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Thyroid Function less than optimum in 80% of people screened

The American Thyroid Association estimates that 20 million Americans have some form of thyroid disease, and up to 60 percent of these people are unaware of their condition. One in eight women will develop a thyroid disorder during her lifetime. As of 2014, levothyroxine, a synthetic form of thyroid hormone, was the highest-selling drug in the United States. Most individuals who take thyroid hormone will never get off the medication.

What’s so important about the thyroid, anyway?

Every cell in the body has receptors for thyroid hormone. It is responsible for the most basic aspects of our body’s function, impacting all major systems. Thyroid hormone directly acts on the brain, the GI tract, the cardiovascular system, bone metabolism, red blood cell metabolism, gallbladder and liver function, steroid hormone production, glucose metabolism, lipid and cholesterol metabolism, protein metabolism, and body temperature regulation.

The conventional medical approach to thyroid disorders

Unfortunately, misdiagnosis is common in the management of thyroid disorders. If a person visits a doctor with hypothyroid symptoms, she will simply be given replacement hormones without any further inquiry into the cause of her condition. Even worse, if she has hypothyroid symptoms but her lab tests are normal, she’ll be told that she’s “fine.” If the patient insists that she’s not “fine,” she might be sent home with an antidepressant, but with no further clue about the cause of her symptoms.

The problem with this approach is that thyroid physiology is complex. The production, conversion, and uptake of thyroid hormone in the body involve several steps. A malfunction in any of these steps can cause hypothyroid symptoms but may not show up on standard lab tests. It is incorrect to assume that all cases of hypothyroidism share the same cause and require the same treatment, yet that is exactly what the standard of care for hypothyroidism delivers.

TSH test is one of the most important test, but the range is very wide, from 0.5 – 5.5 mIU/L and the figure lump-sum 95% of the population. Studies showed that 90% screening for thyroid showed normal thyroid function but 80% of those so called normal range require thyroid supplementation. Clinical assessment and trial of treatment and treating underlying cause is the better approach besides relying only on bio-chemistry figure. It is critical to get better profile by testing a combination of thyroid markers, including TSH, T3, T4, free T3, free T4, and thyroid antibodies.

The underlying causes of thyroid disorders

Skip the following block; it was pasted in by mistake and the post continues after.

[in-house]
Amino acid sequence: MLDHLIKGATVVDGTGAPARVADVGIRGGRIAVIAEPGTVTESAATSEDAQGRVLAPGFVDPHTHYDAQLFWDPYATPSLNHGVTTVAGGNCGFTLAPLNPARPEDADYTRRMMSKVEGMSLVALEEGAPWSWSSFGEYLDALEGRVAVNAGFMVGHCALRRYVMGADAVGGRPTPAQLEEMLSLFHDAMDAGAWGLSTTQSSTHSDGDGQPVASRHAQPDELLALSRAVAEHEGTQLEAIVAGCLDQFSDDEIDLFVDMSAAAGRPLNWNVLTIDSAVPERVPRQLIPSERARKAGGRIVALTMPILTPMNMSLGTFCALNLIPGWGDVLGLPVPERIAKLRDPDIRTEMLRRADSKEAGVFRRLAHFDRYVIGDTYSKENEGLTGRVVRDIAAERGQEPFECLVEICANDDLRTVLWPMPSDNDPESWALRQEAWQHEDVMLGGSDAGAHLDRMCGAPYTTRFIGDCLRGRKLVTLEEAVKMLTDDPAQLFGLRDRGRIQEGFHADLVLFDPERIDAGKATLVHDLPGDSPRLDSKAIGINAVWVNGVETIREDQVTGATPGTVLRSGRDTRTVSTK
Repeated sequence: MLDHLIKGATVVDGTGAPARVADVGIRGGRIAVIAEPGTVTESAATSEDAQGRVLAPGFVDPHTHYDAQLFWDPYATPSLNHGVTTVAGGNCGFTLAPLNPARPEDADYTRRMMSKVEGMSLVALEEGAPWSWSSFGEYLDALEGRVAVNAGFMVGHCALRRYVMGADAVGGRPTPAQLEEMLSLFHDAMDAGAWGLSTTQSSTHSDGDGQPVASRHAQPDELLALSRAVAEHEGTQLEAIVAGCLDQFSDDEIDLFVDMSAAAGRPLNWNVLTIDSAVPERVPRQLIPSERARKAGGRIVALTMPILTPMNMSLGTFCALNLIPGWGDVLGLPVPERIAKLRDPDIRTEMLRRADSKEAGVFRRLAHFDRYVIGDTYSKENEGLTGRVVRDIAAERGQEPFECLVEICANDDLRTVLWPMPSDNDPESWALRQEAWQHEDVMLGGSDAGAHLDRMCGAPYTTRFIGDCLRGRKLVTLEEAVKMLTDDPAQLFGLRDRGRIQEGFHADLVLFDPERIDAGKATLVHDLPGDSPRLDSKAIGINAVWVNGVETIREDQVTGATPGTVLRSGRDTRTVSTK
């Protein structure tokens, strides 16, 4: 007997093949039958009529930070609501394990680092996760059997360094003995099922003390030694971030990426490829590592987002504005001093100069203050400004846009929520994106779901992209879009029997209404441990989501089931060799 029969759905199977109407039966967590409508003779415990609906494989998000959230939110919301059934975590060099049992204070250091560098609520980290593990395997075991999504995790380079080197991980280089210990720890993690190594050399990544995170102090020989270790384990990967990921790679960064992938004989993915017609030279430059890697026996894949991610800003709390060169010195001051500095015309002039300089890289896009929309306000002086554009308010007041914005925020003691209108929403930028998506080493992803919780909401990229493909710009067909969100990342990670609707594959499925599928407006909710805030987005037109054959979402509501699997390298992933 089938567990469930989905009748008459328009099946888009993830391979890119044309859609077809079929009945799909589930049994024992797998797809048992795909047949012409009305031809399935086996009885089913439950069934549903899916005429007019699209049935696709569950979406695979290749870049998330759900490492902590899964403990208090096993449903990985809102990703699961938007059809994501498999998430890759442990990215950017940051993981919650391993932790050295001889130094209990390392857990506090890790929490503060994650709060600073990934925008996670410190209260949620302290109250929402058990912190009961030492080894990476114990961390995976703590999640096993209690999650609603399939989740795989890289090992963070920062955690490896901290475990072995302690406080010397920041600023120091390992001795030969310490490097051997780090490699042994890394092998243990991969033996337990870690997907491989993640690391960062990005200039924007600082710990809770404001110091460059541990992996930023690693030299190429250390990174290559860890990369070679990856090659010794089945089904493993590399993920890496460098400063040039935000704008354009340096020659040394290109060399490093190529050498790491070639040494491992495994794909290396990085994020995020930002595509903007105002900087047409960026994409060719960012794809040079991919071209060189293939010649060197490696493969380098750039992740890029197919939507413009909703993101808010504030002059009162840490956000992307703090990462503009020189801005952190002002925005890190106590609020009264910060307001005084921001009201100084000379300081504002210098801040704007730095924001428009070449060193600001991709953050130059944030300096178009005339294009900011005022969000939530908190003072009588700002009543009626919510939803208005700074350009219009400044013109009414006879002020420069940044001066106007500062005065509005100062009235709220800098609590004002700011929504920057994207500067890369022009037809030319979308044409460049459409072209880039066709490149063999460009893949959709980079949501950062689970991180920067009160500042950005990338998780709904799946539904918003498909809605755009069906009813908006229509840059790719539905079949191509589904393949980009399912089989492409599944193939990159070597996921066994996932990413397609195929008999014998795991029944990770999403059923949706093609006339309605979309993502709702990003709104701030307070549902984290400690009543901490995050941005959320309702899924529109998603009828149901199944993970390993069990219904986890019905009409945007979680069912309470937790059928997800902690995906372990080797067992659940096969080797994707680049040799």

The two major causes of thyroid disorders are nutrient deficiency and autoimmune disease.

Iodine is a crucial nutrient for thyroid function. Thyroid hormone is rich in iodine, and deficiency of iodine can cause both hypothyroidism and goiter (a swelling of the thyroid gland). Zinc is required for the synthesis of thyroid hormone, and deficiency of zinc has been shown to result in hypothyroidism. Selenium, a cofactor for iodothyronine deiodinase, is required to convert T4 (the inactive form of thyroid hormone) into T3 (the active form of thyroid hormone). Selenium deficiency exacerbates conditions caused by inadequate iodine intake.

The most common autoimmune cause of thyroid problems is Hashimoto’s disease. In Hashimoto’s disease, the body attacks the thyroid gland, progressively destroying its capacity to produce thyroid hormone and resulting in hypothyroidism. Some studies suggest that up to 90 percent of people with hypothyroidism have Hashimoto’s disease. Graves’ disease is another autoimmune disease that affects the thyroid gland, but it causes the thyroid to become enlarged and overactive, which results in hyperthyroid symptoms.

You can figure out if your patient’s thyroid issues are due to an autoimmune process by testing for thyroid antibodies (thyroglobulin and thyroid peroxidase antibodies). While not all people with Hashimoto’s have hypothyroid symptoms, thyroid antibodies have been found to be a marker for future thyroid disease. It’s important to note that up to 30 percent of patients with Hashimoto’s do not test positive for thyroglobulin or thyroid peroxidase antibodies)

Strategies for improving thyroid function

With all of this in mind, let’s look at dietary, lifestyle, and supplement strategies for addressing nutrient deficiency and autoimmunity, the two primary causes of thyroid disorders.

Supplementation:

  • Iodine and selenium: most optimal to get from food, but in cases of significant deficiency, supplementation may be necessary
  • Vitamin D: supplementation is required when sun exposure is not sufficient to achieve adequate levels